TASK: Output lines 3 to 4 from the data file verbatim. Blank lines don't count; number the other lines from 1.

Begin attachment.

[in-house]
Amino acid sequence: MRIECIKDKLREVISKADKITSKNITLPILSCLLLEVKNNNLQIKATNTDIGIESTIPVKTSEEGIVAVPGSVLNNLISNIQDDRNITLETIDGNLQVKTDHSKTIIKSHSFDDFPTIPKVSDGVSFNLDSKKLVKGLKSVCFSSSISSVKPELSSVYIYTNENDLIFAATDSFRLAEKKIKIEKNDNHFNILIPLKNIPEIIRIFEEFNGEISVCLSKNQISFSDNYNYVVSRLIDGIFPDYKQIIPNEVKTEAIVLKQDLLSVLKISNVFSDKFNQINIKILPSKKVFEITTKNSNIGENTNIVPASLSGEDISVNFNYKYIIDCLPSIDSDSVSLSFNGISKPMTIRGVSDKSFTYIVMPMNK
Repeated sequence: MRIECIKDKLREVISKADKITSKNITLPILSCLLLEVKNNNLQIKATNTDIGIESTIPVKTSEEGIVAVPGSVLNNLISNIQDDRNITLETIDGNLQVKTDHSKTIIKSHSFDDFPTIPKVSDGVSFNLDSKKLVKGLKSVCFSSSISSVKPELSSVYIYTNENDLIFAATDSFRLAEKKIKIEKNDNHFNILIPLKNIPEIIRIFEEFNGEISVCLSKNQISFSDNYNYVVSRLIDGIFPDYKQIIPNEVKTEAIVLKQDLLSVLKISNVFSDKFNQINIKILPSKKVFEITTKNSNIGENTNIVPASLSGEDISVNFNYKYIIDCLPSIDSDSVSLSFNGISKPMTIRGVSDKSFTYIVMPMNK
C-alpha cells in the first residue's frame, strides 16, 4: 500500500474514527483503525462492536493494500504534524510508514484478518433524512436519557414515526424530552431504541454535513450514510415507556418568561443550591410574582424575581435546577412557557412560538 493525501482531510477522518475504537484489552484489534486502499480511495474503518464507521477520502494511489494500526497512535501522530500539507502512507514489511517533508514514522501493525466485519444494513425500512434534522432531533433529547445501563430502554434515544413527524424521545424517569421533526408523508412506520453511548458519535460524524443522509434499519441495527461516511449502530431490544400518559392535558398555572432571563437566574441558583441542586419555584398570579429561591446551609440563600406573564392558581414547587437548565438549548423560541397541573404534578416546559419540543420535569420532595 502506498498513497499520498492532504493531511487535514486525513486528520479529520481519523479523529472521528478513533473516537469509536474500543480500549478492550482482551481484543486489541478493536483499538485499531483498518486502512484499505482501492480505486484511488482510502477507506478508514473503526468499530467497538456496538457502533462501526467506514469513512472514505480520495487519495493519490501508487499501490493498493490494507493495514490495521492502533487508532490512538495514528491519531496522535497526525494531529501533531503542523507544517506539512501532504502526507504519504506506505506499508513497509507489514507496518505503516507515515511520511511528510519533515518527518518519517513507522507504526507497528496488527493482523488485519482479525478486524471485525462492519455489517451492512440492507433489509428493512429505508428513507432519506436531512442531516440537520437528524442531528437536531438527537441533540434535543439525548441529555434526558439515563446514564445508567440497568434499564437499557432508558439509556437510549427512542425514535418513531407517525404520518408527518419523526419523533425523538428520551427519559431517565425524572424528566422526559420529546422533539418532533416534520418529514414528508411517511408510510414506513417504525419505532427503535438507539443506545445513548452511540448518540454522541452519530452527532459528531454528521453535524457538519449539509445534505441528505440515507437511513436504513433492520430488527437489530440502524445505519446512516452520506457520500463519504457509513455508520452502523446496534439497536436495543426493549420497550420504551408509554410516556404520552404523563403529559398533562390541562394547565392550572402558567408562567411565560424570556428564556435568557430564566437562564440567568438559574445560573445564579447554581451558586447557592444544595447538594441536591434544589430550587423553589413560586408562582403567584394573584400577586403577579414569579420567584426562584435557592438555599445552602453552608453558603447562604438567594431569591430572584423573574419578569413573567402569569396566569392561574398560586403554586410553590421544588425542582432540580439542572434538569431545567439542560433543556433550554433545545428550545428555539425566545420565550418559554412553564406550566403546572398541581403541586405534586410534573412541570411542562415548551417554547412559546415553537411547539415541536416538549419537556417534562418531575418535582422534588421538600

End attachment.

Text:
Repeated sequence: MRIECIKDKLREVISKADKITSKNITLPILSCLLLEVKNNNLQIKATNTDIGIESTIPVKTSEEGIVAVPGSVLNNLISNIQDDRNITLETIDGNLQVKTDHSKTIIKSHSFDDFPTIPKVSDGVSFNLDSKKLVKGLKSVCFSSSISSVKPELSSVYIYTNENDLIFAATDSFRLAEKKIKIEKNDNHFNILIPLKNIPEIIRIFEEFNGEISVCLSKNQISFSDNYNYVVSRLIDGIFPDYKQIIPNEVKTEAIVLKQDLLSVLKISNVFSDKFNQINIKILPSKKVFEITTKNSNIGENTNIVPASLSGEDISVNFNYKYIIDCLPSIDSDSVSLSFNGISKPMTIRGVSDKSFTYIVMPMNK
C-alpha cells in the first residue's frame, strides 16, 4: 500500500474514527483503525462492536493494500504534524510508514484478518433524512436519557414515526424530552431504541454535513450514510415507556418568561443550591410574582424575581435546577412557557412560538 493525501482531510477522518475504537484489552484489534486502499480511495474503518464507521477520502494511489494500526497512535501522530500539507502512507514489511517533508514514522501493525466485519444494513425500512434534522432531533433529547445501563430502554434515544413527524424521545424517569421533526408523508412506520453511548458519535460524524443522509434499519441495527461516511449502530431490544400518559392535558398555572432571563437566574441558583441542586419555584398570579429561591446551609440563600406573564392558581414547587437548565438549548423560541397541573404534578416546559419540543420535569420532595 502506498498513497499520498492532504493531511487535514486525513486528520479529520481519523479523529472521528478513533473516537469509536474500543480500549478492550482482551481484543486489541478493536483499538485499531483498518486502512484499505482501492480505486484511488482510502477507506478508514473503526468499530467497538456496538457502533462501526467506514469513512472514505480520495487519495493519490501508487499501490493498493490494507493495514490495521492502533487508532490512538495514528491519531496522535497526525494531529501533531503542523507544517506539512501532504502526507504519504506506505506499508513497509507489514507496518505503516507515515511520511511528510519533515518527518518519517513507522507504526507497528496488527493482523488485519482479525478486524471485525462492519455489517451492512440492507433489509428493512429505508428513507432519506436531512442531516440537520437528524442531528437536531438527537441533540434535543439525548441529555434526558439515563446514564445508567440497568434499564437499557432508558439509556437510549427512542425514535418513531407517525404520518408527518419523526419523533425523538428520551427519559431517565425524572424528566422526559420529546422533539418532533416534520418529514414528508411517511408510510414506513417504525419505532427503535438507539443506545445513548452511540448518540454522541452519530452527532459528531454528521453535524457538519449539509445534505441528505440515507437511513436504513433492520430488527437489530440502524445505519446512516452520506457520500463519504457509513455508520452502523446496534439497536436495543426493549420497550420504551408509554410516556404520552404523563403529559398533562390541562394547565392550572402558567408562567411565560424570556428564556435568557430564566437562564440567568438559574445560573445564579447554581451558586447557592444544595447538594441536591434544589430550587423553589413560586408562582403567584394573584400577586403577579414569579420567584426562584435557592438555599445552602453552608453558603447562604438567594431569591430572584423573574419578569413573567402569569396566569392561574398560586403554586410553590421544588425542582432540580439542572434538569431545567439542560433543556433550554433545545428550545428555539425566545420565550418559554412553564406550566403546572398541581403541586405534586410534573412541570411542562415548551417554547412559546415553537411547539415541536416538549419537556417534562418531575418535582422534588421538600